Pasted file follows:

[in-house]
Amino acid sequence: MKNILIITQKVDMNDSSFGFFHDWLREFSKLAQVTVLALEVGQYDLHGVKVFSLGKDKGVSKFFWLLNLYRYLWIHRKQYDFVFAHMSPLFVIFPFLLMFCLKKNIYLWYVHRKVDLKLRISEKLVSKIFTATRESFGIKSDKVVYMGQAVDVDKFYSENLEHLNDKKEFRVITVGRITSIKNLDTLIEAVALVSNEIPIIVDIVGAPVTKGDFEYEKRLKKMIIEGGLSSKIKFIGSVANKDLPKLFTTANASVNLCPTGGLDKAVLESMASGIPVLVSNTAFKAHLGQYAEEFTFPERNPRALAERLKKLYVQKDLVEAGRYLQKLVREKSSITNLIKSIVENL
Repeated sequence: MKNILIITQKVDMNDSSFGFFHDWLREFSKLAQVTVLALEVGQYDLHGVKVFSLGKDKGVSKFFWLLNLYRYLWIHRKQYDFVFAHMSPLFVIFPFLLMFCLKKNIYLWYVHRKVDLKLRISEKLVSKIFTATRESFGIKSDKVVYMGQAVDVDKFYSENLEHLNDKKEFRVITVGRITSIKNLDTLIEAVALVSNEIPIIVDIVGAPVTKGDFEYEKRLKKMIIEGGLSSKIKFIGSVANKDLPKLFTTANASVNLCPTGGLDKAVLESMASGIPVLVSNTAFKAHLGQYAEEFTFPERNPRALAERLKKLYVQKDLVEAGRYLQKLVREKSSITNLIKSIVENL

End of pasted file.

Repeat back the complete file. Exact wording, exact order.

[in-house]
Amino acid sequence: MKNILIITQKVDMNDSSFGFFHDWLREFSKLAQVTVLALEVGQYDLHGVKVFSLGKDKGVSKFFWLLNLYRYLWIHRKQYDFVFAHMSPLFVIFPFLLMFCLKKNIYLWYVHRKVDLKLRISEKLVSKIFTATRESFGIKSDKVVYMGQAVDVDKFYSENLEHLNDKKEFRVITVGRITSIKNLDTLIEAVALVSNEIPIIVDIVGAPVTKGDFEYEKRLKKMIIEGGLSSKIKFIGSVANKDLPKLFTTANASVNLCPTGGLDKAVLESMASGIPVLVSNTAFKAHLGQYAEEFTFPERNPRALAERLKKLYVQKDLVEAGRYLQKLVREKSSITNLIKSIVENL
Repeated sequence: MKNILIITQKVDMNDSSFGFFHDWLREFSKLAQVTVLALEVGQYDLHGVKVFSLGKDKGVSKFFWLLNLYRYLWIHRKQYDFVFAHMSPLFVIFPFLLMFCLKKNIYLWYVHRKVDLKLRISEKLVSKIFTATRESFGIKSDKVVYMGQAVDVDKFYSENLEHLNDKKEFRVITVGRITSIKNLDTLIEAVALVSNEIPIIVDIVGAPVTKGDFEYEKRLKKMIIEGGLSSKIKFIGSVANKDLPKLFTTANASVNLCPTGGLDKAVLESMASGIPVLVSNTAFKAHLGQYAEEFTFPERNPRALAERLKKLYVQKDLVEAGRYLQKLVREKSSITNLIKSIVENL